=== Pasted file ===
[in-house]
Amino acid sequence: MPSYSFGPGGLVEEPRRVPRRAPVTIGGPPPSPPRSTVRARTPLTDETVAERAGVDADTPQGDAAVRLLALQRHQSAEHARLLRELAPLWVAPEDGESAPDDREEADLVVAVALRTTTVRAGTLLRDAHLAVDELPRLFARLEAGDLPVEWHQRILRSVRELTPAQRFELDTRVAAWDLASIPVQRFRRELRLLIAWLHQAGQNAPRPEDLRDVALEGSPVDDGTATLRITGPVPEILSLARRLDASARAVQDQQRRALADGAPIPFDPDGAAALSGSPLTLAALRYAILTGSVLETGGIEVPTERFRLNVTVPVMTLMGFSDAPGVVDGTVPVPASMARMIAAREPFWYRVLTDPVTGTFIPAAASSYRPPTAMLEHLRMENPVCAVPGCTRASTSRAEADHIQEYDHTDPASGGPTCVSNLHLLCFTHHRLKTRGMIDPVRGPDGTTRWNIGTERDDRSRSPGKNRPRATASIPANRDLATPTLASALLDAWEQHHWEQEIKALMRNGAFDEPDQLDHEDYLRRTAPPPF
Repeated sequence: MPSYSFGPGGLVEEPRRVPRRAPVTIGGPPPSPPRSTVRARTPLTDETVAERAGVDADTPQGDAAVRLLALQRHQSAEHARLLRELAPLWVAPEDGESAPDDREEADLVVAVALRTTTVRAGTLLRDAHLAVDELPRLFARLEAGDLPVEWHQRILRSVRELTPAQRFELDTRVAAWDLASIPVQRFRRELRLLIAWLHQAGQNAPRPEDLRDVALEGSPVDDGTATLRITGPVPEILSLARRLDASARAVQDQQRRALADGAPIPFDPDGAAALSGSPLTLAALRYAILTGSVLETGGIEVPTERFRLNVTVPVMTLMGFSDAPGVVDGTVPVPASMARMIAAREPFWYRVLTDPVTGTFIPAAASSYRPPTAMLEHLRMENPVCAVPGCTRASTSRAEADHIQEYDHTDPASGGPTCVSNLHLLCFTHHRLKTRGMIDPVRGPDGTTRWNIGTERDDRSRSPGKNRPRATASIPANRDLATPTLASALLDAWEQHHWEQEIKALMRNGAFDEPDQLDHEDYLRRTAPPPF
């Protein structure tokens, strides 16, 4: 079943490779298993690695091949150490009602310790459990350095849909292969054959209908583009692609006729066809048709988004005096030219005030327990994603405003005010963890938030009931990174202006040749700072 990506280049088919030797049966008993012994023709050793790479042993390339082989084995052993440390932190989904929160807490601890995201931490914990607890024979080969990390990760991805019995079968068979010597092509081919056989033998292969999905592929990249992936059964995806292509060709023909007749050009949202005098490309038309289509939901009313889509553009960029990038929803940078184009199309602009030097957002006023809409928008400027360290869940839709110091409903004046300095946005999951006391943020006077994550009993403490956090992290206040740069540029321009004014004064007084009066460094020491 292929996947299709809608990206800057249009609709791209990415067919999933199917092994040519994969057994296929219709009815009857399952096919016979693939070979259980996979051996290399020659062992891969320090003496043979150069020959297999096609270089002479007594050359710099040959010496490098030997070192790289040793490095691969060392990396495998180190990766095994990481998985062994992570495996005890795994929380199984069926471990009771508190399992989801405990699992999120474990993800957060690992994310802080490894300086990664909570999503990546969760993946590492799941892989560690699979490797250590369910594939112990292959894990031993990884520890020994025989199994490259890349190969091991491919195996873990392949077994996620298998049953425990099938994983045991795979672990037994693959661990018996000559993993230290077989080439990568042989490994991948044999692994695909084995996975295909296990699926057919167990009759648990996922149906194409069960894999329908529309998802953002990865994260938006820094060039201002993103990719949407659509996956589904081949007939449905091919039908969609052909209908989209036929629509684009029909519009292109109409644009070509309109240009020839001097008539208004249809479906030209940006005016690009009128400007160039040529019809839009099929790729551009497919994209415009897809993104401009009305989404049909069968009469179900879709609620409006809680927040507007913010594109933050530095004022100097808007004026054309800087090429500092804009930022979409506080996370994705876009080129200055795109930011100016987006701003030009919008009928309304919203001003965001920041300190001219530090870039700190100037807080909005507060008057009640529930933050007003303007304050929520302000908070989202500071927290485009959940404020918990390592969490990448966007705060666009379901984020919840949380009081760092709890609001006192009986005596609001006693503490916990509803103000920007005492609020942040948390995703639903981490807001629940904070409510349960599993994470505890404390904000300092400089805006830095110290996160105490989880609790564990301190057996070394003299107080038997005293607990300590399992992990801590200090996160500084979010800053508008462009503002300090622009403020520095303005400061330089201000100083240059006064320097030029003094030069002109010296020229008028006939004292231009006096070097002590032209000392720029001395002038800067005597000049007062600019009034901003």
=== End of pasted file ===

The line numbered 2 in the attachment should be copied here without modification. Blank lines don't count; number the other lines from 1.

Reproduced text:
Amino acid sequence: MPSYSFGPGGLVEEPRRVPRRAPVTIGGPPPSPPRSTVRARTPLTDETVAERAGVDADTPQGDAAVRLLALQRHQSAEHARLLRELAPLWVAPEDGESAPDDREEADLVVAVALRTTTVRAGTLLRDAHLAVDELPRLFARLEAGDLPVEWHQRILRSVRELTPAQRFELDTRVAAWDLASIPVQRFRRELRLLIAWLHQAGQNAPRPEDLRDVALEGSPVDDGTATLRITGPVPEILSLARRLDASARAVQDQQRRALADGAPIPFDPDGAAALSGSPLTLAALRYAILTGSVLETGGIEVPTERFRLNVTVPVMTLMGFSDAPGVVDGTVPVPASMARMIAAREPFWYRVLTDPVTGTFIPAAASSYRPPTAMLEHLRMENPVCAVPGCTRASTSRAEADHIQEYDHTDPASGGPTCVSNLHLLCFTHHRLKTRGMIDPVRGPDGTTRWNIGTERDDRSRSPGKNRPRATASIPANRDLATPTLASALLDAWEQHHWEQEIKALMRNGAFDEPDQLDHEDYLRRTAPPPF